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  • Author: Chinyere G. Okafor
  • Publication Date: 06-2014
  • Content Type: Research Paper
  • Institution: Ìrìnkèrindò: a Journal of African Migration
  • Abstract: The Structural Adjustment Program (SAP) was adopted in Nigeria after unsustainable foreign indebtedness caused grave economic crisis, which spun off political and social turmoil. Its adoption in 1986 by the Babangida military regime, was pushed by the World Bank and International Monetary Fund (IMF), as the only viable solution to Nigeria’s problems. Rather than provide relief, the adoption of SAP imposed extreme neoliberal austerity policies that pushed many middle class families into poverty, causing some to migrate both within the country and abroad. “Diary of an American Woman” is the story of three characters, Ola, Love, and Fakar. The story presents an account of three migrations: internal migration within Nigeria, external migration to America, and patrilocal movement from parental to marital abodes. Ola keeps a journal about her immigrant experience in America, which unfortunately is lost with her luggage in Nigeria. Fakar discovers the journal in his workplace and begins to read it. Ola’s immigrant experience in America as recalled in her diary reveals the underbelly of life of a Nigerian in America to the hotel janitor.
  • Topic: Debt, International Political Economy, World Bank, Military Affairs, Literature, IMF
  • Political Geography: Africa, Nigeria
  • Author: Mary Boatemaa Setrana, Steve Tonah
  • Publication Date: 06-2014
  • Content Type: Research Paper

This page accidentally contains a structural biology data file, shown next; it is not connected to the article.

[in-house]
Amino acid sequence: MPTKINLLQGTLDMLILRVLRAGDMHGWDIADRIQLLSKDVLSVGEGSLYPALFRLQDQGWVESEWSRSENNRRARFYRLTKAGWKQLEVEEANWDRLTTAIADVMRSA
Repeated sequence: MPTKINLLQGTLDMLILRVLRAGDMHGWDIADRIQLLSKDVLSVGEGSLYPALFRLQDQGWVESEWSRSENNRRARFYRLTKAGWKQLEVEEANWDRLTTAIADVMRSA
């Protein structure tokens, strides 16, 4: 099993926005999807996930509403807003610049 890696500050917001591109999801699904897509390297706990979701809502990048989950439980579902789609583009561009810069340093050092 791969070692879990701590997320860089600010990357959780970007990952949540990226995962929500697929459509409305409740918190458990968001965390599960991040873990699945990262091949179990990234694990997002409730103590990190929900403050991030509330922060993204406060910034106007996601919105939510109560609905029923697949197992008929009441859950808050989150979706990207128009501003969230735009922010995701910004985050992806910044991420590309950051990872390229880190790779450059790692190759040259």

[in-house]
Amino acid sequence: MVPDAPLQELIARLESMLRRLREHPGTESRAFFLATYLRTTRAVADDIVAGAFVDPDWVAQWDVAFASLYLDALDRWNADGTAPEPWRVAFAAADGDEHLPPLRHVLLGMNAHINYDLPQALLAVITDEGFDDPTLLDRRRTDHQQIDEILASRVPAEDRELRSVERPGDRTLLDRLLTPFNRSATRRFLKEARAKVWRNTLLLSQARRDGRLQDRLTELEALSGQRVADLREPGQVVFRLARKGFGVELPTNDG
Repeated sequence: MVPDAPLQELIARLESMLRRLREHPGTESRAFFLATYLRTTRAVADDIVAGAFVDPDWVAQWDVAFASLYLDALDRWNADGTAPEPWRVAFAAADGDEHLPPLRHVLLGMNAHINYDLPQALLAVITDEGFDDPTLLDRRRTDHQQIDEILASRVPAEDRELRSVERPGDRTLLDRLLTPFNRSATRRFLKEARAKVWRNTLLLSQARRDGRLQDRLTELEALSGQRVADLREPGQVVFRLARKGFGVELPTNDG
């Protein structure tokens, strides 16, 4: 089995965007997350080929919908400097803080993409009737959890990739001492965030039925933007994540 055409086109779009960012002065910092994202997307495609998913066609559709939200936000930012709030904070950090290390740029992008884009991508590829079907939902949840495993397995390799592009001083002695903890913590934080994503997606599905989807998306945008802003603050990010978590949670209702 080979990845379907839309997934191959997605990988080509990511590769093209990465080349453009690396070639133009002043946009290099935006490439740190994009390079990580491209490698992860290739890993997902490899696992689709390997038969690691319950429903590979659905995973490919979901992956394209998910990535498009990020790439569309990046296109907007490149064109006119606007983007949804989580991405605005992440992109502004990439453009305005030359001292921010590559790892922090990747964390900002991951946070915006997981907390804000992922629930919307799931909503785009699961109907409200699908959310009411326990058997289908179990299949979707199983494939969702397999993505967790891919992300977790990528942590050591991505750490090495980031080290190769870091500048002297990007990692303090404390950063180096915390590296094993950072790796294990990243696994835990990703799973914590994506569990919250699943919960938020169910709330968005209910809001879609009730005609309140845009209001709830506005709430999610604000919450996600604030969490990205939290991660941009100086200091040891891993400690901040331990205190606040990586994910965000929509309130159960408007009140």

• Institution: Ìrìnkèrindò: a Journal of African Migration
  • Abstract: This paper describes the nature of migrants’ return to Kumasi, Ghana’s second largest city, and the strategies employed by the returnees to establish links with their relatives and friends, as well reintegrate into their neighbourhoods, and participate fully in city life. Using interviews and observations carried out among 30 return migrants and some migrant associations, the paper concludes that return migration is a negotiated process among family members. Migrants face several challenges including finding accommodation and jobs, establishing contacts with former colleagues and friends, meeting the high expectations of extended family members, and adjusting to the poor infrastructural facilities in the city. Return migrants are able to surmount these difficulties with support from family members, friends, colleagues, and a host of social organizations and networks.
  • Topic: Migration, Urban, Social Groups
  • Political Geography: Africa, Ghana
  • Author: Afia Serwaa Zakiya
  • Publication Date: 06-2014
  • Content Type: Research Paper
  • Institution: Ìrìnkèrindò: a Journal of African Migration
  • Abstract: This paper explores the broad issues of Gender, Water and Migration among rural dwellers in Ghana. Particular emphasis is paid to women who seek to improve their life chances and reduce their level of poverty through out-migration from their indigenous homeland primarily to urban and small town enclaves. It updates research on migratory trends in Ghana and examines the socio-economic and health conditions of rural women as a consequence of poor access to water, sanitation, and hygiene (WASH). The politics of water access and impact of globalization and disasters, among other factors, are raised to highlight how such phenomena linked to issues of climatic change and migration, can lead to loss of indigenous knowledge (IK) in rural communities. The paper ends with an overview of how one organization, WaterAid Ghana (WAG), is attempting to alleviate rural women’s poverty by providing sustainable WASH services delivery and advocating for WASH as a basic essential service and right. The use of culturally appropriate and endogenous development is proposed, with the right requisite levels of local and government leadership and financing, to reduce WASH related poverty, support rural development and reduce migration of men and women to overburdened cities where slums are developing without adequate WASH services and negative health outcomes.
  • Topic: Development, Gender Issues, Globalization, Migration, Poverty, Water, Women, Rural